1.  Check the main turkey cavity for the bag of giblets; if they’re in there, remove and tip them into your roasting tray, discarding the bag. The added flavour they’ll give your gravy will be incredible – trust me.
  2. Peel the onions, wash the carrots and roughly chop with the celery or the leek tops, then add to the tray with the unpeeled garlic cloves.
  3. Place the stuffing in the neck cavity, then pull the skin back over it and tuck it under the bird. You’ll get a good contrast between the soft, juicy stuffing here inside the turkey, and the crispier stuff you can bake separately in a dish.
  4. Place the softened butter on a board and press down with your hands. Pick over 3 sprigs of thyme, finely zest ½ a clementine and season with sea salt and freshly ground black pepper, and scrunch all together to make your flavoured butter.
  5. Halve the clementines and place in the main turkey cavity with the remaining thyme – not filling it too full allows hot air to circulate, cooking the bird from the inside out and from the outside in.
  6. Get your turkey and use a spatula to work your way between the skin and the meat. Start at the side of the cavity just above the leg and work gently up towards the breastbone and towards the back so you create a large cavity. Pick up your butter and push it into the cavity you’ve created. Use your hands to push it through the skin right to the back so it coats the breast meat as evenly as possible. Do the same on the other side.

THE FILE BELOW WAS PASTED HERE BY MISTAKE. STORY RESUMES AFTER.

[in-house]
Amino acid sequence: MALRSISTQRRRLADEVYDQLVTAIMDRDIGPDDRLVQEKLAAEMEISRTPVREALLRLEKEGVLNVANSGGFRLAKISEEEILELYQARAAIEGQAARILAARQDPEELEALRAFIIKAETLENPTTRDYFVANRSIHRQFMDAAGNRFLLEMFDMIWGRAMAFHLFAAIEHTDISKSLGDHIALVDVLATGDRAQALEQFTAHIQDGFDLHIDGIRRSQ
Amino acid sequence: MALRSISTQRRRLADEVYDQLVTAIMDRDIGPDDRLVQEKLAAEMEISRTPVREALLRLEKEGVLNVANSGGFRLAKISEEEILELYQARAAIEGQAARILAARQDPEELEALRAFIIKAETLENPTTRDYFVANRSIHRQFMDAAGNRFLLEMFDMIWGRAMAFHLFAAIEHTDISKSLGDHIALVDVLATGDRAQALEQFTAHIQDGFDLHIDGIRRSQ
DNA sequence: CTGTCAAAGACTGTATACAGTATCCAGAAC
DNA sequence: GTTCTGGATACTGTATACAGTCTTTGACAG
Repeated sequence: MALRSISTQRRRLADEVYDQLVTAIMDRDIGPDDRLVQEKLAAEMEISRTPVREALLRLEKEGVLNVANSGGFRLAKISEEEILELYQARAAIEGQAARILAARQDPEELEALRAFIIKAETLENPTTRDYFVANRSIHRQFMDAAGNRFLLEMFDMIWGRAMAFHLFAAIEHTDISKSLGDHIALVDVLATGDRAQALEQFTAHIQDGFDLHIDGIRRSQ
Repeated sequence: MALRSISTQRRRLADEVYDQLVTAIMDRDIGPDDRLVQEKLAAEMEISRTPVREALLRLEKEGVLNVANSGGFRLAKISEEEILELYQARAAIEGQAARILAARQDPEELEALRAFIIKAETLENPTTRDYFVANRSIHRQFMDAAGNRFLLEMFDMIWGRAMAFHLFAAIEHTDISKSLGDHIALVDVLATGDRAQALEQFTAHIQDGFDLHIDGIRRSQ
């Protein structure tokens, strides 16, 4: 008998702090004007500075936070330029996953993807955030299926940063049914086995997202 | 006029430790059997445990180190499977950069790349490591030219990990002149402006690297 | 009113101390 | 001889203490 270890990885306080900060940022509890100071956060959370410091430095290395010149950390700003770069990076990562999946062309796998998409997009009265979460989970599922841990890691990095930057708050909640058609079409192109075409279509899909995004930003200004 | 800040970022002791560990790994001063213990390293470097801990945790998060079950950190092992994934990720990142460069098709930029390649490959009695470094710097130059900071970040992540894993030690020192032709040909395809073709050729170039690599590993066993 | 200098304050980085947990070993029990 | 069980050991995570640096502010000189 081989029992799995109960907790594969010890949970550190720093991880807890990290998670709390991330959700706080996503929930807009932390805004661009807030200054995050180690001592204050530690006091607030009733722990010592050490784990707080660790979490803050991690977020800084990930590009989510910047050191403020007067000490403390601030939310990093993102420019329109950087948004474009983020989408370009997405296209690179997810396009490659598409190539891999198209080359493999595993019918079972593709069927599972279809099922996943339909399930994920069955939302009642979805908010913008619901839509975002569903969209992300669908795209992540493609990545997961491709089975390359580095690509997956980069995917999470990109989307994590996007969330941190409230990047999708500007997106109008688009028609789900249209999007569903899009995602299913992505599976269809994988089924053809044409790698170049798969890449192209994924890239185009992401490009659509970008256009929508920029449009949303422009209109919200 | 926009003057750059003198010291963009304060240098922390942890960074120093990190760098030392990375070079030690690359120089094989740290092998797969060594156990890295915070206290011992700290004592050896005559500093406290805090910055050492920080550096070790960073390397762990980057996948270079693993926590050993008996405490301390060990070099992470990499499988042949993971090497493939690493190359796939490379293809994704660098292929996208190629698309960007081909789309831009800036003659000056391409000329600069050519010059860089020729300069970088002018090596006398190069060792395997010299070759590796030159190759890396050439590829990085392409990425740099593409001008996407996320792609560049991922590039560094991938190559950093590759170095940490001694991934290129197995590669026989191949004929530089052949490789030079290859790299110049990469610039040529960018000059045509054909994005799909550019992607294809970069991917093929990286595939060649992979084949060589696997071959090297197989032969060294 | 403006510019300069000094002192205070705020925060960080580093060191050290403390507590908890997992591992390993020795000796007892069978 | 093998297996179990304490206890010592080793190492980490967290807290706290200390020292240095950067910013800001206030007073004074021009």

7. Drizzle the turkey all over with 1 tablespoon of olive oil and generously sprinkle from all sides with salt and pepper.
  8. Cover the turkey snugly with tin foil and place it on top of the trivet in the tray.ON THE DAY
  9. Take your turkey out of the fridge 1 hour before it’s due to go in the oven.
  10. Preheat the oven to 180°C/350°F/gas 4.
  11. You want to cook a higher-welfare bird for 25 to 30 minutes per kg and a standard bird is 35 to 40 minutes per kg. For a 4kg bird, pop it in the oven for 1 hour 40 minutes, basting several times with all the lovely juices in the tray and covering with foil when beautifully golden brown.
  12. The simplest way to check it’s cooked is to stick a knife into the thickest part of the thigh – if the juices run clear, it’s done.
  13. Use heavy-duty tongs to lift up your bird so all the juices run from the cavity into the tray, then transfer the turkey to a platter and leave to rest for up to 2 hours while you crack on. You can cover it with a double layer of tin foil and a clean tea towel to keep warm, if you like.
  14. Skim away the fat from the turkey tray, save it in a jar, and leave to cool. When cold, transfer to the fridge for cooking with at a later date.CARVING THE TURKEY
  15. Once the turkey has rested, it’s time to carve. There are two ways you can do this.